Finance Minister Michael NoonanGoogle Images

Finance Minister Michael Noonan is the latest high profile figure in the public firing line after the second round of Austerity Budget announcements.

Noonan’s ears were burning after consumers were hit hard for the second time in 48 hours after Day Two of the Coalition’s first Budget.

Noonan has been accused of acting as no more than a puppet for the EU and the IMF despite claiming his Budget would help boost recovery.

Consumer groups and small businesses have reacted with dismay to that claim after Noonan’s attempts to raise another $1.5billion in taxes by targeting consumers and households but extending relief for property owners.

The Fine Gael Minister also left income tax and corporation tax untouched but again raised taxes on petrol, cigarettes and motor tax. As predicted, the standard rate of VAT will be also raised by 2 percentage points to 23%.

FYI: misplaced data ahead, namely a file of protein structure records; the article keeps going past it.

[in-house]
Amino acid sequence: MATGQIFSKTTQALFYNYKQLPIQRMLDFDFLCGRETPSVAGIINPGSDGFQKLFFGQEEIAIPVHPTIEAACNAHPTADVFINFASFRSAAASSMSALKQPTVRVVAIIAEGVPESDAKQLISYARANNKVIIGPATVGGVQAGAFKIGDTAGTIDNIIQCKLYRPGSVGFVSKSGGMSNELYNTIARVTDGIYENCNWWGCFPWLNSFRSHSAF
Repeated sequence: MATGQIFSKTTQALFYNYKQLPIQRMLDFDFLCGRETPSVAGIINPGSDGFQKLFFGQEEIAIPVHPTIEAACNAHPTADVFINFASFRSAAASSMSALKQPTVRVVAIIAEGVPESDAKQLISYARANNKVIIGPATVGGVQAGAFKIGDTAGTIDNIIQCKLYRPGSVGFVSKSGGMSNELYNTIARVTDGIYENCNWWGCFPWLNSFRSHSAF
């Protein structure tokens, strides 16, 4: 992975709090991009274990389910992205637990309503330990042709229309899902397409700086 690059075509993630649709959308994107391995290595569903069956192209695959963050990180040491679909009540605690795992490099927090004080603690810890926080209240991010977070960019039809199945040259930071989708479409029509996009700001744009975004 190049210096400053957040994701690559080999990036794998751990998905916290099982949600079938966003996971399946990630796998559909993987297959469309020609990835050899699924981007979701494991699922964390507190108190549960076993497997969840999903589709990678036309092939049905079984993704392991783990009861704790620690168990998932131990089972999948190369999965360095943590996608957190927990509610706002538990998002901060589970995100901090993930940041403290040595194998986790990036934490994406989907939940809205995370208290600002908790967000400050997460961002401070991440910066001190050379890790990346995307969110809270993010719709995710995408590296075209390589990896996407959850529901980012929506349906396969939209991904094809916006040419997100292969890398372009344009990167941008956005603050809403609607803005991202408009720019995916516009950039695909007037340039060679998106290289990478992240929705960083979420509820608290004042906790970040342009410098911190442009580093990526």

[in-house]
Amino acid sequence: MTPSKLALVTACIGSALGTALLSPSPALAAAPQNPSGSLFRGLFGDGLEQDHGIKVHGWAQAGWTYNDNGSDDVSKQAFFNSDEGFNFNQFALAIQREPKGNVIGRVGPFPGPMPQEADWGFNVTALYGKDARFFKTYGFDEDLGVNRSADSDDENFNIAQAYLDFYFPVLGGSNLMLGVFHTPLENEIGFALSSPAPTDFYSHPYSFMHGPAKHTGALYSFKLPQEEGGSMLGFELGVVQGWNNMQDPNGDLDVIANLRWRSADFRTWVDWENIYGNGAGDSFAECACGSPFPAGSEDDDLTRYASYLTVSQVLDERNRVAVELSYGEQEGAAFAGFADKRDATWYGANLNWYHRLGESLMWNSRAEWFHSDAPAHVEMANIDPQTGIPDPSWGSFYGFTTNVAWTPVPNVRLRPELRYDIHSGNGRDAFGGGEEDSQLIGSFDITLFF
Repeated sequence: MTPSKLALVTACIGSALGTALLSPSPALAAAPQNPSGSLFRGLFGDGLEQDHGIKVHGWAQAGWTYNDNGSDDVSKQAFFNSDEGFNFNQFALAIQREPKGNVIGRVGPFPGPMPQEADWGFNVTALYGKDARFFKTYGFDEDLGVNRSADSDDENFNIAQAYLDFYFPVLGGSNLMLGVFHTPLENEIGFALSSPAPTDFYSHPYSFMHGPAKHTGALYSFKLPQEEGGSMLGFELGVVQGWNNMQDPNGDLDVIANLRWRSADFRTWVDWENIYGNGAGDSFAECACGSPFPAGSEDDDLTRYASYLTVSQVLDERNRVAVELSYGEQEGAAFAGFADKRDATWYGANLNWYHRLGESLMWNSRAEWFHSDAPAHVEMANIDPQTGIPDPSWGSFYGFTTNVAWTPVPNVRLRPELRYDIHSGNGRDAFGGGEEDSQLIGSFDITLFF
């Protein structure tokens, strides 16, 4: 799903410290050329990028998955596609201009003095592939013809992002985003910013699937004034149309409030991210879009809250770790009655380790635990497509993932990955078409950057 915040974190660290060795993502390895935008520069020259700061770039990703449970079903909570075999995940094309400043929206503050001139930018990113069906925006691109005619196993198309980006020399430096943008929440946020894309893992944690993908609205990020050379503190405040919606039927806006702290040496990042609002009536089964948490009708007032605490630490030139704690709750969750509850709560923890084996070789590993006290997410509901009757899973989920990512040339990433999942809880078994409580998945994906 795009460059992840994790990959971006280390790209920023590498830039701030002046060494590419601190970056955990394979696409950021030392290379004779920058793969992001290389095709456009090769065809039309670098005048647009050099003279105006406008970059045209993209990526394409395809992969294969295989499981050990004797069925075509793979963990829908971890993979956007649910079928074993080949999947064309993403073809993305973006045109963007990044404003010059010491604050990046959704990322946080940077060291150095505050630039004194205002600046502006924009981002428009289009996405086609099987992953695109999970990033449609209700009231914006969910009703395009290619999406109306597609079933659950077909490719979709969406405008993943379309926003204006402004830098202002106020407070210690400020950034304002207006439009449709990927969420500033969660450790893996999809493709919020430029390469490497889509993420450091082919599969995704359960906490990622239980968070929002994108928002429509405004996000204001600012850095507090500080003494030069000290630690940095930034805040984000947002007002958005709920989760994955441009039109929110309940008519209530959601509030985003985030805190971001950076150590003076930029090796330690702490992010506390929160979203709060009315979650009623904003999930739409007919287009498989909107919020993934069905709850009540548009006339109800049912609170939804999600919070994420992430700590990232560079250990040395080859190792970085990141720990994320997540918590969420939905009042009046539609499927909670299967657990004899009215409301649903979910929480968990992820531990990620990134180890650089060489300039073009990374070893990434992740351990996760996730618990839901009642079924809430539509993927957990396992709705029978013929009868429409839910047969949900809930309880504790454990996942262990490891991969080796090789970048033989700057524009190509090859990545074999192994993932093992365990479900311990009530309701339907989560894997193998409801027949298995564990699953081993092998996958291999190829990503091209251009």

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“Wages and salaries in January will be no less than wages and salaries in December, so people will continue to have discretion on how they spend their income,” Noonan told the Dail.

“Indirect taxes have a lower impact on economic growth and on jobs,” added Noonan who also introduced measures which will benefit mortgage holders, first time property buyers and the low-paid.

Mortgage interest relief will be extended to 30% for first-time buyers who took out a mortgage during the property boom. This relief will also be extended to 25% for first-time buyers in 2012.

“There is a psychological effect where people are saving for a rainy day,” said Minister Noonan. “We are trying to break that mentality.

“A lack of solution for the property sector is dragging the economy down. I don’t know if the property market incentives will work, but it is crazy to ignore the collapse in the sector.”

Noonan also conceded that growth is now predicted to rise by 1.3 per cent next year as opposed to the 1.6 per cent stated recently.